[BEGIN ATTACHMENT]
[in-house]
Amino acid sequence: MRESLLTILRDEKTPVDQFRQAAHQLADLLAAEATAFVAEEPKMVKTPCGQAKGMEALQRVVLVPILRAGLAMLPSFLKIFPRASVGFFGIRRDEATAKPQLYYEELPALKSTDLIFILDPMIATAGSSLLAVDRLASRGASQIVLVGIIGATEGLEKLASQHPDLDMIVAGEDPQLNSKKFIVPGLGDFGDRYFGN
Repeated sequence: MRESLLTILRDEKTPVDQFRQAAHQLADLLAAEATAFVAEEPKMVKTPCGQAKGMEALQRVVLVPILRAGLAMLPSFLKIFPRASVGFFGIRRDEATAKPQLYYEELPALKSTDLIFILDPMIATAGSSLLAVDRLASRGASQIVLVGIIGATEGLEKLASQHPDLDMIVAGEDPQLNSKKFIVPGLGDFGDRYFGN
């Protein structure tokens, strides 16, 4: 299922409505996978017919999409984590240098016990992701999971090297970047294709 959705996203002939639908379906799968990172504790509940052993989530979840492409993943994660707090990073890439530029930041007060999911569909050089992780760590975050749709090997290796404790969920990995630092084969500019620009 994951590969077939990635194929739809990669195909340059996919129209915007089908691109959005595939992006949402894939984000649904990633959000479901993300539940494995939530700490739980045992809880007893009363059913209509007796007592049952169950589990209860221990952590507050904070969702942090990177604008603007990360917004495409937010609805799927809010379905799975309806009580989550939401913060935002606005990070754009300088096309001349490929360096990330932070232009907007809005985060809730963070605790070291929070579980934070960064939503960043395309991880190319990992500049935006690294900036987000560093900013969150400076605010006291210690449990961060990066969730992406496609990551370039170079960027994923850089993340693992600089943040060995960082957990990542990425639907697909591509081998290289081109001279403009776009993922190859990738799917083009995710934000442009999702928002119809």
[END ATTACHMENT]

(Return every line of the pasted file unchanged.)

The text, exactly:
[in-house]
Amino acid sequence: MRESLLTILRDEKTPVDQFRQAAHQLADLLAAEATAFVAEEPKMVKTPCGQAKGMEALQRVVLVPILRAGLAMLPSFLKIFPRASVGFFGIRRDEATAKPQLYYEELPALKSTDLIFILDPMIATAGSSLLAVDRLASRGASQIVLVGIIGATEGLEKLASQHPDLDMIVAGEDPQLNSKKFIVPGLGDFGDRYFGN
Repeated sequence: MRESLLTILRDEKTPVDQFRQAAHQLADLLAAEATAFVAEEPKMVKTPCGQAKGMEALQRVVLVPILRAGLAMLPSFLKIFPRASVGFFGIRRDEATAKPQLYYEELPALKSTDLIFILDPMIATAGSSLLAVDRLASRGASQIVLVGIIGATEGLEKLASQHPDLDMIVAGEDPQLNSKKFIVPGLGDFGDRYFGN
């Protein structure tokens, strides 16, 4: 299922409505996978017919999409984590240098016990992701999971090297970047294709 959705996203002939639908379906799968990172504790509940052993989530979840492409993943994660707090990073890439530029930041007060999911569909050089992780760590975050749709090997290796404790969920990995630092084969500019620009 994951590969077939990635194929739809990669195909340059996919129209915007089908691109959005595939992006949402894939984000649904990633959000479901993300539940494995939530700490739980045992809880007893009363059913209509007796007592049952169950589990209860221990952590507050904070969702942090990177604008603007990360917004495409937010609805799927809010379905799975309806009580989550939401913060935002606005990070754009300088096309001349490929360096990330932070232009907007809005985060809730963070605790070291929070579980934070960064939503960043395309991880190319990992500049935006690294900036987000560093900013969150400076605010006291210690449990961060990066969730992406496609990551370039170079960027994923850089993340693992600089943040060995960082957990990542990425639907697909591509081998290289081109001279403009776009993922190859990738799917083009995710934000442009999702928002119809």